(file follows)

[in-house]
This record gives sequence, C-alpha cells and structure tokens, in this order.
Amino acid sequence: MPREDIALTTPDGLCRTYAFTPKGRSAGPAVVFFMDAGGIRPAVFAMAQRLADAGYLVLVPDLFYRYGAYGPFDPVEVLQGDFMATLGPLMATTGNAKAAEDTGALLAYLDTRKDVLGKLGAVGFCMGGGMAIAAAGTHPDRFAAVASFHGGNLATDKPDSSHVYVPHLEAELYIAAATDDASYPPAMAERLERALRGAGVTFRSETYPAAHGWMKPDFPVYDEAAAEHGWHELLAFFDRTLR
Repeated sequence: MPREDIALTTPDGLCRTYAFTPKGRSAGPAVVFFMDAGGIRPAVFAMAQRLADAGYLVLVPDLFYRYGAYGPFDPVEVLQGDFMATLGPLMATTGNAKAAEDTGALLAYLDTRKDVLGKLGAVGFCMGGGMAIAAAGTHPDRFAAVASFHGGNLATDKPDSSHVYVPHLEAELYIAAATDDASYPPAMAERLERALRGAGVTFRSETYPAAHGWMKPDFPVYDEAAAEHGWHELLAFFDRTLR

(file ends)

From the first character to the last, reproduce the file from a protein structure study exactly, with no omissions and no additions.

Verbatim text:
[in-house]
This record gives sequence, C-alpha cells and structure tokens, in this order.
Amino acid sequence: MPREDIALTTPDGLCRTYAFTPKGRSAGPAVVFFMDAGGIRPAVFAMAQRLADAGYLVLVPDLFYRYGAYGPFDPVEVLQGDFMATLGPLMATTGNAKAAEDTGALLAYLDTRKDVLGKLGAVGFCMGGGMAIAAAGTHPDRFAAVASFHGGNLATDKPDSSHVYVPHLEAELYIAAATDDASYPPAMAERLERALRGAGVTFRSETYPAAHGWMKPDFPVYDEAAAEHGWHELLAFFDRTLR
Repeated sequence: MPREDIALTTPDGLCRTYAFTPKGRSAGPAVVFFMDAGGIRPAVFAMAQRLADAGYLVLVPDLFYRYGAYGPFDPVEVLQGDFMATLGPLMATTGNAKAAEDTGALLAYLDTRKDVLGKLGAVGFCMGGGMAIAAAGTHPDRFAAVASFHGGNLATDKPDSSHVYVPHLEAELYIAAATDDASYPPAMAERLERALRGAGVTFRSETYPAAHGWMKPDFPVYDEAAAEHGWHELLAFFDRTLR